rebuilding the human resource capital in the road sector n.
Skip this Video
Loading SlideShow in 5 Seconds..
Rebuilding the Human Resource Capital in the Road Sector PowerPoint Presentation
Download Presentation
Rebuilding the Human Resource Capital in the Road Sector

Loading in 2 Seconds...

play fullscreen
1 / 39

Rebuilding the Human Resource Capital in the Road Sector - PowerPoint PPT Presentation

Download Presentation
Rebuilding the Human Resource Capital in the Road Sector
An Image/Link below is provided (as is) to download presentation

Download Policy: Content on the Website is provided to you AS IS for your information and personal use and may not be sold / licensed / shared on other websites without getting consent from its author. While downloading, if for some reason you are not able to download a presentation, the publisher may have deleted the file from their server.

- - - - - - - - - - - - - - - - - - - - - - - - - - - E N D - - - - - - - - - - - - - - - - - - - - - - - - - - -
Presentation Transcript

  1. Rebuilding the Human Resource Capital in the Road Sector RPF E Cape 6/7 May 2008

  2. Background • CAPSA 07 (Summary paper; Jooste, Myburgh & Sampson) “Overall, the review of CAPSA 07 outcomes has shown that implementation of available knowledge and tools is the domain in which most challenges remain, and in which the least progress has been made. A key cause of this is the lack of appropriate growth in human resources, and the associated loss of experienced practitioners for various reasons. A clear conclusion of CAPSA 2007 is thus that progress made with respect to asphalt pavements for southern Africa is critically dependent on human resource development, and on the development of design tools and technology transfer mechanisms that are suited to the current human resource realities of the region.” • Sabita Digest paper on HRD, capacity building and skills development

  3. Road Infrastructure Expenditure compared with total infrastructure expenditure

  4. MTEF per Infrastructure sector(2007 – 2010 total)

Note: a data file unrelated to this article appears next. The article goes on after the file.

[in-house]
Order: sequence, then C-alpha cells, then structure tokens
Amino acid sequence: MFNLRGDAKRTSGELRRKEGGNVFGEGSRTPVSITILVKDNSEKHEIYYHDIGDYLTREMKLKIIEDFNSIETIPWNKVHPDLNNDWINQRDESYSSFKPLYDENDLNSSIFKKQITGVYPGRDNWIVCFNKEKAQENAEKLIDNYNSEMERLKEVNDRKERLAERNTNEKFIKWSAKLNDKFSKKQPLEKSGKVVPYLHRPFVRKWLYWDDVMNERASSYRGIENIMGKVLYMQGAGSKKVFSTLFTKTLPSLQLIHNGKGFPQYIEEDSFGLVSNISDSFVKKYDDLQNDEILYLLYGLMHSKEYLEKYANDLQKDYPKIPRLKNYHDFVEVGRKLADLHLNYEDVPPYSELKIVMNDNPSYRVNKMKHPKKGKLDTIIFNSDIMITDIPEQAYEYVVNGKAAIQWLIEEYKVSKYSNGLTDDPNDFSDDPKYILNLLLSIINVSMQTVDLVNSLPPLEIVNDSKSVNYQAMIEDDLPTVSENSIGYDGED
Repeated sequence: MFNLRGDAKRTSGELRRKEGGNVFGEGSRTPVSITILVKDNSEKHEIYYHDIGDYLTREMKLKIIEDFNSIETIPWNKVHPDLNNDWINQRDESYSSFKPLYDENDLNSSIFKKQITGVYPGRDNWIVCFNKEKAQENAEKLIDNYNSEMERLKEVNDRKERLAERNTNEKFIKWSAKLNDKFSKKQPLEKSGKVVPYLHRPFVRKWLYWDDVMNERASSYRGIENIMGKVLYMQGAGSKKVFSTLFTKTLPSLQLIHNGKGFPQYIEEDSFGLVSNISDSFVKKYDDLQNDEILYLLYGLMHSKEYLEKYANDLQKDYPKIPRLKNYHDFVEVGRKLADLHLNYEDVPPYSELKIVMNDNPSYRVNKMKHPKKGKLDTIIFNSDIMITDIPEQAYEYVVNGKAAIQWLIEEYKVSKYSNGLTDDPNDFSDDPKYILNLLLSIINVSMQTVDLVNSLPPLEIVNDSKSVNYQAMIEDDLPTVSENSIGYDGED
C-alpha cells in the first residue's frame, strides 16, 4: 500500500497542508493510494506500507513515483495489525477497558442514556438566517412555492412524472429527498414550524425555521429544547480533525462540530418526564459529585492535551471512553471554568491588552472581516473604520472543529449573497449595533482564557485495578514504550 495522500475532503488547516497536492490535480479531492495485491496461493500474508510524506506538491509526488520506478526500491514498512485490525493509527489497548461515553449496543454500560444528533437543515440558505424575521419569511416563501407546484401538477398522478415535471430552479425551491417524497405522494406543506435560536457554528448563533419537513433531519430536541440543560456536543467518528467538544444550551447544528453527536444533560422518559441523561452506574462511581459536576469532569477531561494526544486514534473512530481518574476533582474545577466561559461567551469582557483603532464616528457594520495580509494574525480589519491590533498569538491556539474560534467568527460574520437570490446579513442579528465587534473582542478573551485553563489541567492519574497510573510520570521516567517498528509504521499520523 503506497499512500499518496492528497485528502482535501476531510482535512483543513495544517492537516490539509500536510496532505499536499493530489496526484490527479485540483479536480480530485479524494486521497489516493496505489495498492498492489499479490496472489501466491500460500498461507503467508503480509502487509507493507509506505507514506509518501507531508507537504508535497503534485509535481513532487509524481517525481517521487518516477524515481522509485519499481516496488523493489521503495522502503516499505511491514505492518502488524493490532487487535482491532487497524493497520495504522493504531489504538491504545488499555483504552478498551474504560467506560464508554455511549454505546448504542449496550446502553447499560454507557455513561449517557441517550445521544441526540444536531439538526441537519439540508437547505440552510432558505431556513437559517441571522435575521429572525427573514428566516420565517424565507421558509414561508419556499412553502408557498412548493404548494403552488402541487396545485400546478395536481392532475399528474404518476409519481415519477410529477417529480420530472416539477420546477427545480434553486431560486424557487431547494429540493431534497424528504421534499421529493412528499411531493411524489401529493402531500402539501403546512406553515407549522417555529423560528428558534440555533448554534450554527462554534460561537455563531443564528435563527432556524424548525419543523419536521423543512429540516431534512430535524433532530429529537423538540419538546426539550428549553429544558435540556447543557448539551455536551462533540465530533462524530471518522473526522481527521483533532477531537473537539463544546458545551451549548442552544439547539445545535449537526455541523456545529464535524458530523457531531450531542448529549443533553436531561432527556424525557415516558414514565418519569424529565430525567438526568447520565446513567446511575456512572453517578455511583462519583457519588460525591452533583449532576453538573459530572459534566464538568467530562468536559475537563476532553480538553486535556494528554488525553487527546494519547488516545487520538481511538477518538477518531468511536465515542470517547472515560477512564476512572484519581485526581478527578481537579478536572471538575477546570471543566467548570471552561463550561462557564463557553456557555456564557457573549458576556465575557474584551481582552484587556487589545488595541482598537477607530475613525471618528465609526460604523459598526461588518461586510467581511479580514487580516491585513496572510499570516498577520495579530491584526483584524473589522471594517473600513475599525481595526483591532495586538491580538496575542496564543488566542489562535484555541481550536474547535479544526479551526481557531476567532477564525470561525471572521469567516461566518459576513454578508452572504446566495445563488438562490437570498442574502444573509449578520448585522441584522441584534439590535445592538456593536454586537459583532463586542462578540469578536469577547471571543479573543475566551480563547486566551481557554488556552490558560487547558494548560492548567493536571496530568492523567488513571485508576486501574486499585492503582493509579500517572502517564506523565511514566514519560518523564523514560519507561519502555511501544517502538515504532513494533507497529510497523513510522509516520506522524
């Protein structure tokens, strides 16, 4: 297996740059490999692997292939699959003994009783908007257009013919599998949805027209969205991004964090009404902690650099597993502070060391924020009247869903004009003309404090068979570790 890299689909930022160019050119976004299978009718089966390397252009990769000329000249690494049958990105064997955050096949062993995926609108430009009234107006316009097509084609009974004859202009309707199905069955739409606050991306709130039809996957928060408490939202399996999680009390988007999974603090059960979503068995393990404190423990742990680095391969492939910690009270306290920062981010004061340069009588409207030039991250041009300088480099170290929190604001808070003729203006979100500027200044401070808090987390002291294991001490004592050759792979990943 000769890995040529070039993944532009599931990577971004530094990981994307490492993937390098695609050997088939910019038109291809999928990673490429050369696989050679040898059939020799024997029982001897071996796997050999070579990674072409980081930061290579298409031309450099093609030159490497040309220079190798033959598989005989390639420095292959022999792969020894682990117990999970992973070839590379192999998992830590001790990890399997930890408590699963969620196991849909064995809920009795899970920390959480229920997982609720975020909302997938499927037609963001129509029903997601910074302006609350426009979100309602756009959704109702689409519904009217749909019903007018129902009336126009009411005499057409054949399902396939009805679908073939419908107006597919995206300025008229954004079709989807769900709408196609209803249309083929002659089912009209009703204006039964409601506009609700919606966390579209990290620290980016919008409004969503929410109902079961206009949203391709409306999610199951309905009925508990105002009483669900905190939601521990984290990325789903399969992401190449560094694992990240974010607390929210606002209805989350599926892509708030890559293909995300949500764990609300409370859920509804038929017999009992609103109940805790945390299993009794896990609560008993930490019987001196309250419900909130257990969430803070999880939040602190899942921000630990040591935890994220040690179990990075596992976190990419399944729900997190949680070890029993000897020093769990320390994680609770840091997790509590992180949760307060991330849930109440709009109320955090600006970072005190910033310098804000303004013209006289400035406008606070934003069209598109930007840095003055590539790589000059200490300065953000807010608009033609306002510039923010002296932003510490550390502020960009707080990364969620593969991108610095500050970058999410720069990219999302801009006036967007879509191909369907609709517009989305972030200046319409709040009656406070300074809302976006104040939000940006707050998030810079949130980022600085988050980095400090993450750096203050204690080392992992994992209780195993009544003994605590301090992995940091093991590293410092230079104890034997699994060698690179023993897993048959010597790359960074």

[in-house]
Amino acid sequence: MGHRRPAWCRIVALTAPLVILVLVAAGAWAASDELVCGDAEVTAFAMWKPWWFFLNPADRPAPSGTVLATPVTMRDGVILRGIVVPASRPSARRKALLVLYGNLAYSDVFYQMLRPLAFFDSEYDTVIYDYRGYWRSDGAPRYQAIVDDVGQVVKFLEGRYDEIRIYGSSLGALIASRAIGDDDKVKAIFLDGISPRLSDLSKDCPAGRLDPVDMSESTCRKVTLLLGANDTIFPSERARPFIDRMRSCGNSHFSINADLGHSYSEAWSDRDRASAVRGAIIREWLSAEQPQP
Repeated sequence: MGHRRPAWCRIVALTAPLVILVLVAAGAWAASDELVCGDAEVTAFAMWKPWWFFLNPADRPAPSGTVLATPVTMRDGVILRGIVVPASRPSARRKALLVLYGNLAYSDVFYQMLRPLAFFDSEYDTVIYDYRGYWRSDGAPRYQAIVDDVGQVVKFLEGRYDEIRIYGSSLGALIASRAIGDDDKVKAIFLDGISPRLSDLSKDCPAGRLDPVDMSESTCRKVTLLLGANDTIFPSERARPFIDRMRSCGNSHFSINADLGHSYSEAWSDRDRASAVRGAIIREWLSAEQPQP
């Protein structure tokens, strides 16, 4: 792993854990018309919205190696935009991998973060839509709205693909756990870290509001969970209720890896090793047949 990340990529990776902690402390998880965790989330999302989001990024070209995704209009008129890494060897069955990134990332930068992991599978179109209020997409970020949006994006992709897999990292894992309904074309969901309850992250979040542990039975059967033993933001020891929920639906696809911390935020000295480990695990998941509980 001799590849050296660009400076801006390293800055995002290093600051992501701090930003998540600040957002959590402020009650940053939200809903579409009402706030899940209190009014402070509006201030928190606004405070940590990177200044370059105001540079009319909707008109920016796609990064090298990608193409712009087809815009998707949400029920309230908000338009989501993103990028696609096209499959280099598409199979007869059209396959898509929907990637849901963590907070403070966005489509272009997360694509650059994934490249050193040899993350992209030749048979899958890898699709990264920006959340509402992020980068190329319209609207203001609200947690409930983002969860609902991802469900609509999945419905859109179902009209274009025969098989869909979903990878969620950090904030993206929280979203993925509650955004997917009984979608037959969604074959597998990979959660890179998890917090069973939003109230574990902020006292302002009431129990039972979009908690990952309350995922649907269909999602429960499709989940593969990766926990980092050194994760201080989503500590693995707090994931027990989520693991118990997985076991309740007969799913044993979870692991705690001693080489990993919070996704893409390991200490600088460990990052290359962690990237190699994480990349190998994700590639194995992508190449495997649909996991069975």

5. Questions Can the road sector deliver? Do we have the human resources? What can be done?

  6. Other Challenges • Acceleration of the transformation process • Maths & Science legacy • Increase in labour component • EPWP • Generation gap • Professional profile

  7. Management of delivery • Network owners/managers of 530 000 kms of proclaimed roads • SANRAL 16 000 km • Provinces 346 000 km • Municipalities 168 000 km • 220 000kms unproclaimed

  8. Public Sector Capacity(after RISFSA, 2006) SANRAL – 149 (2007 annual report)

  9. Provincial Capacity(Treasury Survey, August 2006) • Highlighted many problems • Summary • Understaffed • Many of the staff are under-qualified • Top managers interfere rather than guide • Current legislation creates a negative environment • Departmental systems needs to be streamlined to improve delivery

  10. Summary of Recommendations • PDOTs need to do more to attract and retain skilled personnel • critically review organograms in terms of qualifications, skills & salary • Competitive salaries • Critical attention to skills deficit • Training, bursaries, mentorship schemes, site experience • Experience is time related • Discourage the practice of placing non-engineering staff in engineering management roles • Well maintained Asset Management Systems essential • Streamline admin systems • More emphasis on technical competence in procurement • Consultants should be members of SAACE where possible • Contracts awarded to established contractors who should retain sub-contractors based on training and competency

  11. Municipal/Local Government Capacity • SAICE “Numbers and Needs study” – Nov 2007 by Allison Lawless • Similar situation to Provinces • 5 to 10 year window to turn around the skills decline • Concludes skills, leadership and a turnaround strategy are urgently needed • To ensure sustainability: • Long term plans – 10 to 20 year horizons • Leadership needs a paradigm shift (ideological agendas to sustainable service delivery) • Relationship between Councils & Administration • Municipal managers should be visionary leaders • Clear need for experience • Different equity targets for different age groups

  12. Municipal/Local Government Capacity (cont ..) • Current civil engineering staff in local government between 1 300 & 1 400 • Net loss 70 to 90 per year since late 80s • Currently 3 engineers per 100 000 population • Previously 21 engineers/100 000 • If this decline continues service delivery at local government level will all but come to a standstill